By ANDREW WYNER
POGO sent a letter today to the House Committee on Financial Services stating opposition to the Investment Oversight Act of 2012 (H.R. 4624), which would, as we argued in the letter, "delegate governmental authority for the oversight of investment advisers to one or more industry-funded self-regulatory organizations (SROs)."
The Committee is scheduled to examine the legislation at a hearing next Wednesday.
POGO’s disapproval of H.R. 4624 stems largely from the high costs associated with shifting governmental authority to SROs—including the Financial Industry Regulatory Authority (FINRA), the largest SRO—to regulate investment advisers. POGO is also concerned by FINRA’s conflicts of interest, lack of transparency and accountability, lobbying expenditures, and its executive compensation packages. Based on FINRA’s flaws, POGO believes Congress should reduce the authority of FINRA and other SROs instead of handing them more authority to oversee investment advisers.
According to a December 2011 analysis conducted by the Boston Consulting Group (BCG), authorizing an SRO to oversee investment advisers will cost taxpayers anywhere from $550 million to $670 million each year.
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That cost not only includes the price of starting up a new investment adviser SRO and funding its ongoing enforcement and examination efforts, but also the cost of equipping the Securities and Exchange Commission (SEC) to oversee that SRO. At a time when the SEC is already struggling to implement various requirements under the Dodd-Frank Act, the agency “would have to set aside significant budgetary and staffing resources to oversee an investment adviser SRO,” according to POGO’s letter. SEC Commissioner Luis Aguilar has said that authorizing an SRO to oversee investment advisers would be an “illusory way of dealing with the problem of resources.”
In contrast, BCG determined that the cost of directly enhancing the SEC’s own oversight of investment advisers would be significantly less—anywhere from $100 million to $270 million.
A recent study by the SEC’s Division of Investment Management outlined one possible solution for enhancing the oversight of investment advisers: giving the SEC the authority to collect user fees from registered investment advisers to support the agency’s oversight. Should Congress authorize these additional user fees, POGO hopes that the SEC, not the SRO, collects the user fees, and that there will be other appropriate measures in place to avoid potential conflicts of interest.
Giving more authority to the SEC makes sense for other reasons: namely, the serious conflicts of interest brought about by industry self-regulation. As POGO notes in its letter, FINRA “collects fees from its member firms and invests in the securities industry, while also assuming responsibility for regulating and disciplining these firms.” While officials at government agencies occasionally enjoy similarly cozy ties to the industries they regulate (such as the SEC), they are all subject to federal conflict of interest statutes and agency regulations. SRO employees, however, must only follow what our letter describes as their organization’s “decidedly anemic ethics policies.”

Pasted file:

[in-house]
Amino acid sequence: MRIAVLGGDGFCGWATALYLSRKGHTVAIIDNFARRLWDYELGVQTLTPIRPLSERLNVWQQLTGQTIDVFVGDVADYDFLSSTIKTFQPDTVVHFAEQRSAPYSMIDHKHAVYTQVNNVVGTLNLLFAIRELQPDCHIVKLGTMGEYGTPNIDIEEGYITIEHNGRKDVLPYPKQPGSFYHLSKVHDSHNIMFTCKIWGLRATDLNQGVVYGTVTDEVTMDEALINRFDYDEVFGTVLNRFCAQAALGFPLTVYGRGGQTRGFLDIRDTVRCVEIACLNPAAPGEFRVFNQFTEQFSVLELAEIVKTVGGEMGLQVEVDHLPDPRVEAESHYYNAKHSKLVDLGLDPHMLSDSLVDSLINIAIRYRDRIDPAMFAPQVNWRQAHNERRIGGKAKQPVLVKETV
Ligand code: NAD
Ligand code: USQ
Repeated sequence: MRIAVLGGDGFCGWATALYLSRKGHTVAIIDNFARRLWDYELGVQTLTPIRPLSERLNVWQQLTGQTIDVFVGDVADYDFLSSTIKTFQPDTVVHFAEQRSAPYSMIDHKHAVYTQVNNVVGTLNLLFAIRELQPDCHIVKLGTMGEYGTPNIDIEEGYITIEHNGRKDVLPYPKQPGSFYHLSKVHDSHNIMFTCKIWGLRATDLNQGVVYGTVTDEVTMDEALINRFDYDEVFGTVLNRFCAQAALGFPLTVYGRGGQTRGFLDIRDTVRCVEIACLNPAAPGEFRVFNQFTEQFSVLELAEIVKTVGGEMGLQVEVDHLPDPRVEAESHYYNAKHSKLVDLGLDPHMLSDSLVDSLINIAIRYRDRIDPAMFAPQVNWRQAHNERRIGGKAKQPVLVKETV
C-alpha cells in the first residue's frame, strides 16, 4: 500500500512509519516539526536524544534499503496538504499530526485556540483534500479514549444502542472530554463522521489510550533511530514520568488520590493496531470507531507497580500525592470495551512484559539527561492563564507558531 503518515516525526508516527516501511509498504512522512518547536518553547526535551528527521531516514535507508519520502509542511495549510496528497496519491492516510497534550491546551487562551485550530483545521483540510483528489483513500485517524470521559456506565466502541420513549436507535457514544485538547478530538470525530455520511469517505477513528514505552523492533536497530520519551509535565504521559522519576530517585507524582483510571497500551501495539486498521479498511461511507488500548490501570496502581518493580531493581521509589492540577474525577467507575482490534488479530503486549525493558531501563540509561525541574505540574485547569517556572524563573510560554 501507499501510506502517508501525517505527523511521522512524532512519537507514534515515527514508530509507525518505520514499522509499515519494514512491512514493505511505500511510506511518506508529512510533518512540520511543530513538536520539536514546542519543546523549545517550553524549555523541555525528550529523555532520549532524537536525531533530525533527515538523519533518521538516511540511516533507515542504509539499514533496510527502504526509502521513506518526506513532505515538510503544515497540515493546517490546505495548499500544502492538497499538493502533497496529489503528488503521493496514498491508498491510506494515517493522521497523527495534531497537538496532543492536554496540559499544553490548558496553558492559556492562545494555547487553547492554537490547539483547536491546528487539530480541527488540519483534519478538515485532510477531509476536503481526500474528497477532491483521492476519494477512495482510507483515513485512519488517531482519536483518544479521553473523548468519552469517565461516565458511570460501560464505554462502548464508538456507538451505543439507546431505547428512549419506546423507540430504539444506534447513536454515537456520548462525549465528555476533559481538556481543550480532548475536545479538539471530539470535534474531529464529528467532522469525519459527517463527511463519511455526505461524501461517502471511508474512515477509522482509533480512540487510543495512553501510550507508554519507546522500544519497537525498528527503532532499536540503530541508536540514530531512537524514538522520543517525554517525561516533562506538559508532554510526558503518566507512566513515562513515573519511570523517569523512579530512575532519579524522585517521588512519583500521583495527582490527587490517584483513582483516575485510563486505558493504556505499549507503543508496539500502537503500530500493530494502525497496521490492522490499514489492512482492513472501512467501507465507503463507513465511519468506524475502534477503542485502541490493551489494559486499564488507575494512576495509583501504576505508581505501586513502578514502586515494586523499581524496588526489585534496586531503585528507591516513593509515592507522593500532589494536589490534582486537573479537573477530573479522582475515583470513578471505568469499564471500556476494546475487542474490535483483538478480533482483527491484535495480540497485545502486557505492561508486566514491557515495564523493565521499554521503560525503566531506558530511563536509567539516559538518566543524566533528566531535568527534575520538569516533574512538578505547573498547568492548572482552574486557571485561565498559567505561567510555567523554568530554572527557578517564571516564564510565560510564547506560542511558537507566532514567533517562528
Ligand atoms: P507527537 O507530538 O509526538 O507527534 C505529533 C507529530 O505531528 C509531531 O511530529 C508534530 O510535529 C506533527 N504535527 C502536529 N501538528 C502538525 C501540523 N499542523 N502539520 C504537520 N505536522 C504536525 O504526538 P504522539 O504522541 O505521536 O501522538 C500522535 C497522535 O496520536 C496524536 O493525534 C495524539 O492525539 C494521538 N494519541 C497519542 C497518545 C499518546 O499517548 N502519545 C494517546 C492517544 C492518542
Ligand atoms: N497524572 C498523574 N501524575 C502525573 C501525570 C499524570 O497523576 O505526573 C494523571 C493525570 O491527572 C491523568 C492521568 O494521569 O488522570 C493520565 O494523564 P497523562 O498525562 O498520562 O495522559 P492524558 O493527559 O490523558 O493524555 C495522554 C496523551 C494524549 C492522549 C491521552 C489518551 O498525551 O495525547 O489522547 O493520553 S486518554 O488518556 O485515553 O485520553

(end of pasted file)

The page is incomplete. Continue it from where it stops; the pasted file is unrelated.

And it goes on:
POGO is not the only group to raise concerns about SRO oversight of investment advisers. The aforementioned SEC study found that an SRO “could possibly have enhanced susceptibility to industry capture” because an SRO is “not only funded by the industry it oversees, but also may include industry representatives in its governance structure.”
The Government Accountability Office (GAO) has also outlined the potential drawbacks of SROs. GAO wrote in a report last year that when “the system of self-regulation was created, Congress, regulators, and market participants recognized that this structure possessed inherent conflicts of interest because of the dual role of SROs as both market operators and regulators.”
POGO also cited in its letter the lack of transparency and accountability at SROs as a major reason to not give them the responsibility to oversee investment advisers. GAO wrote in last year's report that an SRO designed to oversee private funds would “limit transparency and accountability, as the SRO would be accountable primarily to its members rather than to Congress or the public.” Even industry groups, including the Chamber of Commerce, have complained that FINRA’s transparency is “extremely limited and superficial.” Despite the overwhelming lack of accountability, FINRA and similar SROs benefit from a special legal immunity that normally only applies to governmental entities.
FINRA distinguishes itself from government agencies not only through its remarkable lack of transparency, but also through its spending on lobbying and executive compensation. According to the Center for Responsive Politics, FINRA dished out nearly $4 million on lobbying from 2008 to 2011, not including its advertising costs or the campaign contributions of member firms. And as POGO notes in its letter, FINRA’s top 10 executives in 2010 received nearly $13 million in pay and benefits. These huge sums may create additional conflicts of interest. One example POGO cites is SEC Chairman Mary Schapiro, who “received a final distribution of nearly $9 million when she stepped down as the head of FINRA,” and is now in a position to oversee her former employer following a one-year recusal period.
Based on the higher cost of transferring oversight of investment advisers to an SRO paired with the conflict of interest and transparency concerns, POGO hopes that the House Financial Services Committee will not approve H.R. 4624 and instead will give the SEC direct oversight of investment advisers.
Andrew Wyner is a POGO research associate.